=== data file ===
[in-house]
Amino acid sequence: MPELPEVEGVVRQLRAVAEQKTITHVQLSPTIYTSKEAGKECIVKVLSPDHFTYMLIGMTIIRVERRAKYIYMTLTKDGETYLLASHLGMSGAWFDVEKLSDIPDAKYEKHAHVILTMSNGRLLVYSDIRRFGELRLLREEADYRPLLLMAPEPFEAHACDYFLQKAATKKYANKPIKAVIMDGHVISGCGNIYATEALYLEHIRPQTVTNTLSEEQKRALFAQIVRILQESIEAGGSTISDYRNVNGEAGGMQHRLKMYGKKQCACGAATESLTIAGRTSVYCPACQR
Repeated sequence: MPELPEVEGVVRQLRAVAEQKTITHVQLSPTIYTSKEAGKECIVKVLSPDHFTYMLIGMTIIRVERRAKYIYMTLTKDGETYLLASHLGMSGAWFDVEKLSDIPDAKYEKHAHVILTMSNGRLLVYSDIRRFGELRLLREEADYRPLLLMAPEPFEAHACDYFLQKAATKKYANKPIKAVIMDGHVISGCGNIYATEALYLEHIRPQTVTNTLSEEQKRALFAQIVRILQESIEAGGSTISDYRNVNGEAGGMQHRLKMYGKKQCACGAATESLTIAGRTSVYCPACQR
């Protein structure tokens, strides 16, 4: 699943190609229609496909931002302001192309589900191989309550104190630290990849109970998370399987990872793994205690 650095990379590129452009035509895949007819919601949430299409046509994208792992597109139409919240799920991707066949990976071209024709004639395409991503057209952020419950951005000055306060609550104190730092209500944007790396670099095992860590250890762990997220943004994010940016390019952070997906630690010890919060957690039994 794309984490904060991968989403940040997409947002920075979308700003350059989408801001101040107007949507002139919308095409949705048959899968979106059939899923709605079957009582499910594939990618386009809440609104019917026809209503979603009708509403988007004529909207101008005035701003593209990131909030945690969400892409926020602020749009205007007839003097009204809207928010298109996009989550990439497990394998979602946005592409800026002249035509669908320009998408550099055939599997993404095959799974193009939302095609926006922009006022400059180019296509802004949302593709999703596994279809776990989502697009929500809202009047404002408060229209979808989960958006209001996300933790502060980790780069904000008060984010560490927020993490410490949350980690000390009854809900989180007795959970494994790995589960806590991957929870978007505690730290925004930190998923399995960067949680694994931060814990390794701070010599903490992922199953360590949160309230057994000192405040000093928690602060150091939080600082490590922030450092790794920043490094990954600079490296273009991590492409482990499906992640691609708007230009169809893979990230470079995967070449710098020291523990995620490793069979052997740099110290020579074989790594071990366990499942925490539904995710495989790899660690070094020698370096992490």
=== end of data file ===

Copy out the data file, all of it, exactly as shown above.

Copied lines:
[in-house]
Amino acid sequence: MPELPEVEGVVRQLRAVAEQKTITHVQLSPTIYTSKEAGKECIVKVLSPDHFTYMLIGMTIIRVERRAKYIYMTLTKDGETYLLASHLGMSGAWFDVEKLSDIPDAKYEKHAHVILTMSNGRLLVYSDIRRFGELRLLREEADYRPLLLMAPEPFEAHACDYFLQKAATKKYANKPIKAVIMDGHVISGCGNIYATEALYLEHIRPQTVTNTLSEEQKRALFAQIVRILQESIEAGGSTISDYRNVNGEAGGMQHRLKMYGKKQCACGAATESLTIAGRTSVYCPACQR
Repeated sequence: MPELPEVEGVVRQLRAVAEQKTITHVQLSPTIYTSKEAGKECIVKVLSPDHFTYMLIGMTIIRVERRAKYIYMTLTKDGETYLLASHLGMSGAWFDVEKLSDIPDAKYEKHAHVILTMSNGRLLVYSDIRRFGELRLLREEADYRPLLLMAPEPFEAHACDYFLQKAATKKYANKPIKAVIMDGHVISGCGNIYATEALYLEHIRPQTVTNTLSEEQKRALFAQIVRILQESIEAGGSTISDYRNVNGEAGGMQHRLKMYGKKQCACGAATESLTIAGRTSVYCPACQR
């Protein structure tokens, strides 16, 4: 699943190609229609496909931002302001192309589900191989309550104190630290990849109970998370399987990872793994205690 650095990379590129452009035509895949007819919601949430299409046509994208792992597109139409919240799920991707066949990976071209024709004639395409991503057209952020419950951005000055306060609550104190730092209500944007790396670099095992860590250890762990997220943004994010940016390019952070997906630690010890919060957690039994 794309984490904060991968989403940040997409947002920075979308700003350059989408801001101040107007949507002139919308095409949705048959899968979106059939899923709605079957009582499910594939990618386009809440609104019917026809209503979603009708509403988007004529909207101008005035701003593209990131909030945690969400892409926020602020749009205007007839003097009204809207928010298109996009989550990439497990394998979602946005592409800026002249035509669908320009998408550099055939599997993404095959799974193009939302095609926006922009006022400059180019296509802004949302593709999703596994279809776990989502697009929500809202009047404002408060229209979808989960958006209001996300933790502060980790780069904000008060984010560490927020993490410490949350980690000390009854809900989180007795959970494994790995589960806590991957929870978007505690730290925004930190998923399995960067949680694994931060814990390794701070010599903490992922199953360590949160309230057994000192405040000093928690602060150091939080600082490590922030450092790794920043490094990954600079490296273009991590492409482990499906992640691609708007230009169809893979990230470079995967070449710098020291523990995620490793069979052997740099110290020579074989790594071990366990499942925490539904995710495989790899660690070094020698370096992490």